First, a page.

France proposes health warnings on wine

  • Thursday 1 December 2005

French wine professionals are up in arms over the government’s proposal to put cigarette-style health warnings on bottles of wine.

The plan follows on from a government report into alcohol-related deaths and addictions compiled by Hervé Chabalier, head of the Capa television agency and a former alcoholic.

Chabalier found that 5m people in France regularly abuse alcohol and 2m are addicted.

Chabalier’s report has had a massive impact with all major French newspapers covering the story. It has further polarised lobbying groups in the pro-wine and pro-health camps.

Calling these plans ‘an insult to culture’, Parti d’En Boire (‘the drinkers’ party’) a pro-wine pressure group, sent an open letter to newspapers and wine professionals across France and Europe, making a case for self-responsibility and denouncing the over-protective lifestyle.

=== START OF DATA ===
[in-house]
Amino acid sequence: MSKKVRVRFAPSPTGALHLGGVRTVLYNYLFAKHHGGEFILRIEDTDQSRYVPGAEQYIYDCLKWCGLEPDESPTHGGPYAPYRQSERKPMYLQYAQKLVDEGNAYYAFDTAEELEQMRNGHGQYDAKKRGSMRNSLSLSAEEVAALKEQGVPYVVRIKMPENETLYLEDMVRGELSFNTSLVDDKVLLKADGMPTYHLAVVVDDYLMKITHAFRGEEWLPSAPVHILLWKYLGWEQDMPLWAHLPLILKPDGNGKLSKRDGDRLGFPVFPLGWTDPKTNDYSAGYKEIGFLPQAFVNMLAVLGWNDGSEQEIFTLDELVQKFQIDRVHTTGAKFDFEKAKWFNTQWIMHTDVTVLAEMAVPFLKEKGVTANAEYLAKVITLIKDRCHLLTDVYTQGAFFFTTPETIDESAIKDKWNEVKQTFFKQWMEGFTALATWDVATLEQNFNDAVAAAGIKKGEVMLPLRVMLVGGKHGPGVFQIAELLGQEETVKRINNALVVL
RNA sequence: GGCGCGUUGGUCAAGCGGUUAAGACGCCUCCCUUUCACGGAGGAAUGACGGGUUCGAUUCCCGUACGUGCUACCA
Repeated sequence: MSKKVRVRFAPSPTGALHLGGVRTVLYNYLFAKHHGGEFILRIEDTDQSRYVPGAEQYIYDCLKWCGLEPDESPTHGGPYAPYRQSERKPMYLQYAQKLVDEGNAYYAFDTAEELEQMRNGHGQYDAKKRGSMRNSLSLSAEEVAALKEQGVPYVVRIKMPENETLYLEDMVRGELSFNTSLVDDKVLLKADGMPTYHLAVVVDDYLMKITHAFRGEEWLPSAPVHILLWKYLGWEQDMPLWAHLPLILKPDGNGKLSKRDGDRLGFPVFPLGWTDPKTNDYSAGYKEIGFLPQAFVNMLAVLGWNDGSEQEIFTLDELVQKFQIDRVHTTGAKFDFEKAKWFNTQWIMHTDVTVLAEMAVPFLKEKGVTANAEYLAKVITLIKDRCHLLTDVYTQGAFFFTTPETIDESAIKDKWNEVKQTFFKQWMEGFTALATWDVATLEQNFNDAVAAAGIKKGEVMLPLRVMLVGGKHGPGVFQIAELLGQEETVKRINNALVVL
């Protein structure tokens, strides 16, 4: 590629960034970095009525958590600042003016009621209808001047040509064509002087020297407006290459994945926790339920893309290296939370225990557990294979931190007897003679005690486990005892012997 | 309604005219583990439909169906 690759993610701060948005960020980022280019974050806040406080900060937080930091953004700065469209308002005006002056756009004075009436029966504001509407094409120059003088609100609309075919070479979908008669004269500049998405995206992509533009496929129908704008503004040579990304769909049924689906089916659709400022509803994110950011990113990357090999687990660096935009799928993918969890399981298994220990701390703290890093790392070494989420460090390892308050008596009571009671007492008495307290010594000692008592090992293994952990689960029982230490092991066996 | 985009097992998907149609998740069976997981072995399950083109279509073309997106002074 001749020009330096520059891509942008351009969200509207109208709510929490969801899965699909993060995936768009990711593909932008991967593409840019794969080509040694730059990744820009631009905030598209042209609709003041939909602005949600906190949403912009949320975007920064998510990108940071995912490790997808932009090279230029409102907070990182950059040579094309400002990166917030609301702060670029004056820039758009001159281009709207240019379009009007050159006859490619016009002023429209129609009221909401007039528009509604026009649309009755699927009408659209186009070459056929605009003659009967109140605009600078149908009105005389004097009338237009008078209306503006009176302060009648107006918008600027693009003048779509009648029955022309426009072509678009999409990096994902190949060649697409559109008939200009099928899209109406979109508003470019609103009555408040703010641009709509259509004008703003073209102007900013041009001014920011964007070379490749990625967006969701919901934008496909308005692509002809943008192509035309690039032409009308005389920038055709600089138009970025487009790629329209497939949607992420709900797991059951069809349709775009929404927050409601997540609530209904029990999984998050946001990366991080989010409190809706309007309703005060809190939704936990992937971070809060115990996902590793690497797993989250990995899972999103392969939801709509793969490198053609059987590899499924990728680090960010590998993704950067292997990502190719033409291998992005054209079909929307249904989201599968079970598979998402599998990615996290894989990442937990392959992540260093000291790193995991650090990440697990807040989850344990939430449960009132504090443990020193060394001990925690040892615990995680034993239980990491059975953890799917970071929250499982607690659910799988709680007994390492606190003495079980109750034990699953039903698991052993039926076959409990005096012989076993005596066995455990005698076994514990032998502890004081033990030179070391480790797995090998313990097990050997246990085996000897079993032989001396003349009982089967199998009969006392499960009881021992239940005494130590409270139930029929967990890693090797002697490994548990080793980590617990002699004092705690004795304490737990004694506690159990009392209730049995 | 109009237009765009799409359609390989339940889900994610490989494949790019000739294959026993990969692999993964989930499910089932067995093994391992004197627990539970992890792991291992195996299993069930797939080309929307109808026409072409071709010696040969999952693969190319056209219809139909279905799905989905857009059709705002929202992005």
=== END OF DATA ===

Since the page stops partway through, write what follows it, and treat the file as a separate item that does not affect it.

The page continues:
‘Crossing a road can be fatal – although there are no signs at each pedestrian crossing saying “Attention, crossing a road can kill”. Stop scaring us,’ it says.

The argument between the two sides has again opened up the question of whether or not wine is considered part of France’s culture – and thus to some degree exempt from general alcohol warnings.

The French Health Ministry has yet to confirm whether or not the warnings will apply to all alcoholic drinks although it is thought likely.

The project follows on from an EU directive that came into force on Friday obliging winemakers to place ‘Contains Sulphites’ on wine bottles for sale across Europe.

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